His wife Hannah, d. May 8, 1852 at the Union Workhouse, Minster. Her d. certificate shows she was "79 years" old and a "widow" (see below). The cause of d. was "Debility Certified". "X" was given as "the mark of Maria Chapman, Present at the Death, Union Workhouse, Minster". Probably she too was bur. at Minster Abbey. Why she was at the Workhouse rather than with members of the large Penney family on Sheppey or in Rotherhithe at that time, we may never know; although it is possible that she had been acutely ill, since that institution did serve as a hospital, and that she was not a permanent resident of the Workhouse as were so many of the destitute. Or, is it possible there was a rift in the family and after William's d. none of her family would care for her in her old age? There is also the possibility of mental illness requiring institutionalization, as the term "debility certified" suggests; and/or did William divorce her and m. Jane Emmet?

Even though William continued living on the Island, his youngest sons William and Joseph, migrated back to the Deptford area (Rotherhithe), while the older ones, John, Thomas and Henry, remained at Sheerness. The explanation may have to do with the decline in building and repair work at Sheerness Dockyard with demobilization after Waterloo, as well as the loss of jobs after completion of reconstruction of that Dockyard in the 1820's. Both boys reached manhood well into this decline, while their older brothers were apprenticed and became journeymen at an opportune time. It is well known that construction of commercial ships by private 'yards' continued along the Thames in the Rotherhithe, Stepney, and Blackwall areas during this period, offering higher wages than the Royal Yards.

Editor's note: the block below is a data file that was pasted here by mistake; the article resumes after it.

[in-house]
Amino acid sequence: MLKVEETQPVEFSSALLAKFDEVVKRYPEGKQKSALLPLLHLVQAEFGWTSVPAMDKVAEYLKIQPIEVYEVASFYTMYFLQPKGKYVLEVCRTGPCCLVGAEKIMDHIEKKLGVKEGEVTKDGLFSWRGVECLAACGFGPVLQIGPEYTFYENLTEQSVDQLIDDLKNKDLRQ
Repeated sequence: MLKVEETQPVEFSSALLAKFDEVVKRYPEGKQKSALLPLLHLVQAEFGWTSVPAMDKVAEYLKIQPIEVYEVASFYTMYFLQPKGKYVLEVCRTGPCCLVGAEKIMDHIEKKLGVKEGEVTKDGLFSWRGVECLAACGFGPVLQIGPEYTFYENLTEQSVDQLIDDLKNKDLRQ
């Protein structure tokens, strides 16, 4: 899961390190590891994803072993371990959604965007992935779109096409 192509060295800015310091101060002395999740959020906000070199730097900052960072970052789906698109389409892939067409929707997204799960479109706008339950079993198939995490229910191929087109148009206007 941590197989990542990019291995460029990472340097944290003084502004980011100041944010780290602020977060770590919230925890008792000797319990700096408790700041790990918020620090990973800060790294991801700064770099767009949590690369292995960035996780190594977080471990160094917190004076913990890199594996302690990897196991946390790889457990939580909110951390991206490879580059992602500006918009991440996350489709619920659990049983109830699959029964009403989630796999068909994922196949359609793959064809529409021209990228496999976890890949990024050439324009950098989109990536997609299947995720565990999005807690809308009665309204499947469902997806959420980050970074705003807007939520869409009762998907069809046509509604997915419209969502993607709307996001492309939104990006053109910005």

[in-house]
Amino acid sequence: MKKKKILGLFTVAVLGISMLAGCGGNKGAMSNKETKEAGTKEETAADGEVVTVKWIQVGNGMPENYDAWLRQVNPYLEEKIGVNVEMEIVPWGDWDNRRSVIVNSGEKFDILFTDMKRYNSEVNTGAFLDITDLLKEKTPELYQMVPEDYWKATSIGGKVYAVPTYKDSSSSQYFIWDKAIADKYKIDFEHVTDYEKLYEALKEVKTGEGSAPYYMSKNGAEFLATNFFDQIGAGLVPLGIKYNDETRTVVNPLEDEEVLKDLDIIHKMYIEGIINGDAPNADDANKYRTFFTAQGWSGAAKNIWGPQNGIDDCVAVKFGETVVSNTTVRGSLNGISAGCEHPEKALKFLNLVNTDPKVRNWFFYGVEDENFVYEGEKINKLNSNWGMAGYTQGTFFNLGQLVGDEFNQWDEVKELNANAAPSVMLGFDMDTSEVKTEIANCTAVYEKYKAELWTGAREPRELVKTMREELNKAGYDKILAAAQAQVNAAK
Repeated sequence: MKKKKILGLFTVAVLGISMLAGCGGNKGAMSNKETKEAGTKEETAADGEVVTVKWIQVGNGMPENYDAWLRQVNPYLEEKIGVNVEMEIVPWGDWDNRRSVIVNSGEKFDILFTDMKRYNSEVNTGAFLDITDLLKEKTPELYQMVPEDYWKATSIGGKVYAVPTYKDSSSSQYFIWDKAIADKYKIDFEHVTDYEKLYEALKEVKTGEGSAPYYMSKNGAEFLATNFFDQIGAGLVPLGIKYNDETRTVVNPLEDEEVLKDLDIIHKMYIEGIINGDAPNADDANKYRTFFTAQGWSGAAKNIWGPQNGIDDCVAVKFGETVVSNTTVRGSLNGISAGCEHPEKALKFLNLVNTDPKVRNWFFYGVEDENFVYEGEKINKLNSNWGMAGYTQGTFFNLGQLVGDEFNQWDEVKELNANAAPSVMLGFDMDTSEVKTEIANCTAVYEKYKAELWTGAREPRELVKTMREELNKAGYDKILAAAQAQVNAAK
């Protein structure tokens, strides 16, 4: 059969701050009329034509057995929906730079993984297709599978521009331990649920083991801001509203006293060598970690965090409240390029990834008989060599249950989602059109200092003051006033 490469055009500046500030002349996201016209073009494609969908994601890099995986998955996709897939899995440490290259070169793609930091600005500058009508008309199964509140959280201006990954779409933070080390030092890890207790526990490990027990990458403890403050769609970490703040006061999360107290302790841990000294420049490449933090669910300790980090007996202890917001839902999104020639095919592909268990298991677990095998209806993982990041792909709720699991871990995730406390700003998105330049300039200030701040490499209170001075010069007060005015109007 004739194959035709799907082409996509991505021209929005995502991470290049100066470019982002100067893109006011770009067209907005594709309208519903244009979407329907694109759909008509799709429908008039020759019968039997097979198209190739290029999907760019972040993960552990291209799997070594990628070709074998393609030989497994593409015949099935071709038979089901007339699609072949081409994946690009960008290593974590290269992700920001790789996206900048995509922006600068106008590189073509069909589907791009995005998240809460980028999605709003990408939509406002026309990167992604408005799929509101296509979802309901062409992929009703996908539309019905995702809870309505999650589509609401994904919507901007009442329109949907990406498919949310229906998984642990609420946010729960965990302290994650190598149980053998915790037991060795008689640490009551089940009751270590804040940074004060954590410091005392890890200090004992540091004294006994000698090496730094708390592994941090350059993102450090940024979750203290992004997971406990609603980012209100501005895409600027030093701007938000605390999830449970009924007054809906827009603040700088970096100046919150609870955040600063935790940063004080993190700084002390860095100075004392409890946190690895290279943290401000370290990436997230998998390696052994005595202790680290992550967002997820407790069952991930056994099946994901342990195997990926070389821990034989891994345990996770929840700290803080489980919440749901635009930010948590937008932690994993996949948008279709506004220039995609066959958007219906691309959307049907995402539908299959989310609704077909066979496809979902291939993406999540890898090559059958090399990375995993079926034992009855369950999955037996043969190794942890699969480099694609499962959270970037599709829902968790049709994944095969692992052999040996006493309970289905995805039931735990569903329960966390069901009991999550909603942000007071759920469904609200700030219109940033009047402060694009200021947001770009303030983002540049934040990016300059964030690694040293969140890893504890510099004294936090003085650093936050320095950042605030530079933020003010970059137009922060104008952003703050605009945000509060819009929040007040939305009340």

Charles Penny

He was the eldest son of William and Hannah Penney, bp. Dec. 8, 1793 at St. Paul's, Deptford. During the first quarter of 1810 he was an apprentice to Robert Burroughs, joiner quarterman at Deptford, age 38. He was age 16 at this time and his father was stated to be William Penney; however, he had entered Jan. 15, 1808 at age 14. Thus he must have been left behind when the family moved to Sheerness. Interestingly, Mr. Burroughs had another apprentice, James, son of William Hugill. This strengthens the notion that the elder Hugill was the husband of Hannah Penny, John's daughter. In 1815 Charles was 21 yrs old, having become a journeyman joiner Feb. 9, 1815. There is no further mention of him in the Yard records.

The 1835 Poll Book of Kent lists a Charles Penney residing in Lewisham, the Blackheath District. According to the 1841 Census, one Charles Baker Penny m. to Elizabeth, was residing in Lewisham, Kent. Their daughter Hannah was bp. July 28, 1816 at St. Mary's, Lewisham. However, a transcript of "Monumental Inscriptions at St. Mary's, Lewisham" (Ed. Kirby & Duncan) includes a stone "Sacred to the memory of Mr. Charles Penny of this Parish who died 15th May, 1837, aged 43 years". Is this our Charles Penny (Penney)? The date, age and location fit perfectly, so I am inclined to believe it is.

John, Thomas, and Henry Penney

As recounted above, these sons of William learned the shipwright trade in Sheerness Royal Dockyard. After reaching manhood, each m. and fathered the prodigious clan of shipbuilding Penneys on Sheppey, of which much more will be said presently (see chapter 8).

William Penney II